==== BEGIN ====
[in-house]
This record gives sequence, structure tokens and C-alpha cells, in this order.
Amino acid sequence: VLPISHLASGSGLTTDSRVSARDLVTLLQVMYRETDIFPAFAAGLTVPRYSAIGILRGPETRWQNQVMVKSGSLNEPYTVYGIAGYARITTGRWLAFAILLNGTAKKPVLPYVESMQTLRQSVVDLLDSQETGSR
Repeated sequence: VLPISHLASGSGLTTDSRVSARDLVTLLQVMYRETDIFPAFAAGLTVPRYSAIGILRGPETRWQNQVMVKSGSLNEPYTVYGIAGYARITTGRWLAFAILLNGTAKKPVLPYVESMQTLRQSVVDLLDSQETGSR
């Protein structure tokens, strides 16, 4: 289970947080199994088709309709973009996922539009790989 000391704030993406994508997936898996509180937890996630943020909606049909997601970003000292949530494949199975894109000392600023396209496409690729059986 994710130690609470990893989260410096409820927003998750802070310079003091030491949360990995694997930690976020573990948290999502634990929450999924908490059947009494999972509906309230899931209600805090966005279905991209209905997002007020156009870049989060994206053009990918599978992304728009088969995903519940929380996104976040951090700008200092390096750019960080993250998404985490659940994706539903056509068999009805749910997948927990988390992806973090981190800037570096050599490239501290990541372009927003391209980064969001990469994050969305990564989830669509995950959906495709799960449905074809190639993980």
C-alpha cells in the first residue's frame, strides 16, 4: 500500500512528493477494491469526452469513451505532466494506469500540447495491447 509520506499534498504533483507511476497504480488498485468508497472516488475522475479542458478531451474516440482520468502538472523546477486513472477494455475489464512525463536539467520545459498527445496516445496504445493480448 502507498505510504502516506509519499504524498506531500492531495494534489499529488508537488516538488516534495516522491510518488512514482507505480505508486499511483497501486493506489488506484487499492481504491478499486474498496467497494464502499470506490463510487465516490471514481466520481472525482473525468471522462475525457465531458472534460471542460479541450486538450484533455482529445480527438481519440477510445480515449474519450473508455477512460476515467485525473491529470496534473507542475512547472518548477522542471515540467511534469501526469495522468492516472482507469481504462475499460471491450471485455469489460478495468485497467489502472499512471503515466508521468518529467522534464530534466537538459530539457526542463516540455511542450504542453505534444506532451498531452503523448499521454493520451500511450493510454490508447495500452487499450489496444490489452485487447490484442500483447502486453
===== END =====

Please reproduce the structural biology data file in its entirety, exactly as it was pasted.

[in-house]
This record gives sequence, structure tokens and C-alpha cells, in this order.
Amino acid sequence: VLPISHLASGSGLTTDSRVSARDLVTLLQVMYRETDIFPAFAAGLTVPRYSAIGILRGPETRWQNQVMVKSGSLNEPYTVYGIAGYARITTGRWLAFAILLNGTAKKPVLPYVESMQTLRQSVVDLLDSQETGSR
Repeated sequence: VLPISHLASGSGLTTDSRVSARDLVTLLQVMYRETDIFPAFAAGLTVPRYSAIGILRGPETRWQNQVMVKSGSLNEPYTVYGIAGYARITTGRWLAFAILLNGTAKKPVLPYVESMQTLRQSVVDLLDSQETGSR
């Protein structure tokens, strides 16, 4: 289970947080199994088709309709973009996922539009790989 000391704030993406994508997936898996509180937890996630943020909606049909997601970003000292949530494949199975894109000392600023396209496409690729059986 994710130690609470990893989260410096409820927003998750802070310079003091030491949360990995694997930690976020573990948290999502634990929450999924908490059947009494999972509906309230899931209600805090966005279905991209209905997002007020156009870049989060994206053009990918599978992304728009088969995903519940929380996104976040951090700008200092390096750019960080993250998404985490659940994706539903056509068999009805749910997948927990988390992806973090981190800037570096050599490239501290990541372009927003391209980064969001990469994050969305990564989830669509995950959906495709799960449905074809190639993980």
C-alpha cells in the first residue's frame, strides 16, 4: 500500500512528493477494491469526452469513451505532466494506469500540447495491447 509520506499534498504533483507511476497504480488498485468508497472516488475522475479542458478531451474516440482520468502538472523546477486513472477494455475489464512525463536539467520545459498527445496516445496504445493480448 502507498505510504502516506509519499504524498506531500492531495494534489499529488508537488516538488516534495516522491510518488512514482507505480505508486499511483497501486493506489488506484487499492481504491478499486474498496467497494464502499470506490463510487465516490471514481466520481472525482473525468471522462475525457465531458472534460471542460479541450486538450484533455482529445480527438481519440477510445480515449474519450473508455477512460476515467485525473491529470496534473507542475512547472518548477522542471515540467511534469501526469495522468492516472482507469481504462475499460471491450471485455469489460478495468485497467489502472499512471503515466508521468518529467522534464530534466537538459530539457526542463516540455511542450504542453505534444506532451498531452503523448499521454493520451500511450493510454490508447495500452487499450489496444490489452485487447490484442500483447502486453